Monday, July 17, 2006

too dangeous, too small

Preachers are often long-winded and boring, but the best of them can put things into words better than anyone around. Martin Luther King was one; Mahatma Gandhi was another.

Yesterday, one of our ministers quoted a line from the Yale chaplain — and friend of King's — William Sloane Coffin, who died in April: "The world is too dangerous for anything but truth and too small for anything but love."

Wednesday, July 12, 2006

tongues and R

Hannah is not only my niece, but a member of my Sunday school audience of high school students. The other day, she asked if I'd do a lesson on speaking in tongues, a phenomenon that's mentioned here and there in Scripture but not emphasized in Baptist circles.

I've heard it done in ways that are sound and unsound, flaky and perhaps worthy. But it dawned on me recently what I've never ever heard, in any instance of glossolalia: the letter R.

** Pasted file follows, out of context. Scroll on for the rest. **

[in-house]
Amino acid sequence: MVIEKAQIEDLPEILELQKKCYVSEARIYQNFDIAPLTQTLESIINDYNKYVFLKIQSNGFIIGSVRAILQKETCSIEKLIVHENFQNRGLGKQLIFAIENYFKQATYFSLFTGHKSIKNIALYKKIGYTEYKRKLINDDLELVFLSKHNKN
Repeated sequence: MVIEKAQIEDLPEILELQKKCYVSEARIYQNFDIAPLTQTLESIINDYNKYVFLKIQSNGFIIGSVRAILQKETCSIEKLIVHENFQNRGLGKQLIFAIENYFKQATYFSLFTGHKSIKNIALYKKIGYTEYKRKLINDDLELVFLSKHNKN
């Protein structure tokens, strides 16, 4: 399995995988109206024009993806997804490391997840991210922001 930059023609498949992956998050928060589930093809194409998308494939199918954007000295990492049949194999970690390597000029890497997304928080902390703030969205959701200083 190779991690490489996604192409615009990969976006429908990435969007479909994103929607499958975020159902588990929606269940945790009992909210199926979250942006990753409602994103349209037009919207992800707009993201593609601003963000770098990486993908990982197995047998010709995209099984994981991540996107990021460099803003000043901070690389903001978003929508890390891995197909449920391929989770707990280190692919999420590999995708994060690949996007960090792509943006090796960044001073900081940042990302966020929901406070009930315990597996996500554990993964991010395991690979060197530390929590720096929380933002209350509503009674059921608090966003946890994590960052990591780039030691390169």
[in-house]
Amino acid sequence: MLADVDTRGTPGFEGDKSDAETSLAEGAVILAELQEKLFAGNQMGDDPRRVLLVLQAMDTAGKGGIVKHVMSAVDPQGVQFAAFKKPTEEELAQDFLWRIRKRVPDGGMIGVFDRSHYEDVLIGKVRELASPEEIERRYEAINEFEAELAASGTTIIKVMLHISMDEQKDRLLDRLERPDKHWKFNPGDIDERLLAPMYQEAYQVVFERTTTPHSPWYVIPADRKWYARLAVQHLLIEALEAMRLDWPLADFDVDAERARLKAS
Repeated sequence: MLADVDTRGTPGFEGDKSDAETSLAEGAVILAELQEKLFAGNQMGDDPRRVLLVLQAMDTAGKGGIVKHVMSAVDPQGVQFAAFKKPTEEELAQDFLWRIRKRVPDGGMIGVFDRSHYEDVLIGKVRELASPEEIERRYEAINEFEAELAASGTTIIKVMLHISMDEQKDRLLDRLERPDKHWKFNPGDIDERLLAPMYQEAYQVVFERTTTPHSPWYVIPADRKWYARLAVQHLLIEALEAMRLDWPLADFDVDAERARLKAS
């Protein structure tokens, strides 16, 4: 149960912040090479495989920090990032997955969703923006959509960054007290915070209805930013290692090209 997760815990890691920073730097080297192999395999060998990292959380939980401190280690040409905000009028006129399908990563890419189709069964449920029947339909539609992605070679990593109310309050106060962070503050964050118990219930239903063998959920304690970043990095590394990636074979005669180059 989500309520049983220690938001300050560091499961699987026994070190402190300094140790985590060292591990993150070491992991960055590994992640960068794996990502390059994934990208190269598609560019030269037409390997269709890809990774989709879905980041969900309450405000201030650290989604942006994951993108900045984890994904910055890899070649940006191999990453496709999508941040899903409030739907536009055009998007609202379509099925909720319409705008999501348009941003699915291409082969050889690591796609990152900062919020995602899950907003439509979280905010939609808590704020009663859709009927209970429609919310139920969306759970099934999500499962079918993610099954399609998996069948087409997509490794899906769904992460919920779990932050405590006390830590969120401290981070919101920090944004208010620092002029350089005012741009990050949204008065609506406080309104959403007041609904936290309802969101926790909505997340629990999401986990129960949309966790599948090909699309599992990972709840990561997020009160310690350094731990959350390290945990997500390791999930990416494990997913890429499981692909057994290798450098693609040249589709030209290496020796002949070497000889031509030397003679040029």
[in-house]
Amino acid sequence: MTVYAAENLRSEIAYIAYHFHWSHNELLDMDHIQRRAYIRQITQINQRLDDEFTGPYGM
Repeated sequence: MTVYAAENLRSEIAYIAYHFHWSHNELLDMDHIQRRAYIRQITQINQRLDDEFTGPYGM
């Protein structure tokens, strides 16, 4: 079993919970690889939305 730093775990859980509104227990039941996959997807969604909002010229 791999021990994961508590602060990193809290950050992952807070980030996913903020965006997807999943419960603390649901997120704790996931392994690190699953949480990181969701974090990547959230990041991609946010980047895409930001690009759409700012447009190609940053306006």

What does that mean? Who knows? But there you have it. The Spirit apparently doesn't use any Rs.

Saturday, July 8, 2006

new old books

We've recently acquired first editions of four of the Horatio Hornblower books. Hardly great literature, but they have all that a kid needs to develop a love for the pleasures of novels. What fun I had reading them as a kid.

These are only the latest in a series of new acquisitions that have a different flavor for me: I realize that I've started book shopping for my children. Actually, the first books I bought for my children were in 1991, when Jeff Walker and I each bought copies of "The Eleventh Hour" and "Animalia," gorgeously drawn and ingeniously crafted books by Graeme Base, with the express purpose of not only enjoying them for ourselves, but, as we said to each other at the time, "so that our children will have a common language."

Thursday, July 6, 2006

tipping point day

A couple of weeks ago, Catherine and I had our Tipping Point Day.

We have now been married longer than we were dating. How strange, that over half of our relationship has been as man and wife. The self-protective casualness is drowned; it has become a naked plunge into vulnerability. That long time of uncertainty that begins at the first date is banished.

When I hear a song like "How Little We Know" now, I remember the ache of dating. If? When? How Do You Know? Fortunately I trusted the people who all along said, Ah, but you'll know.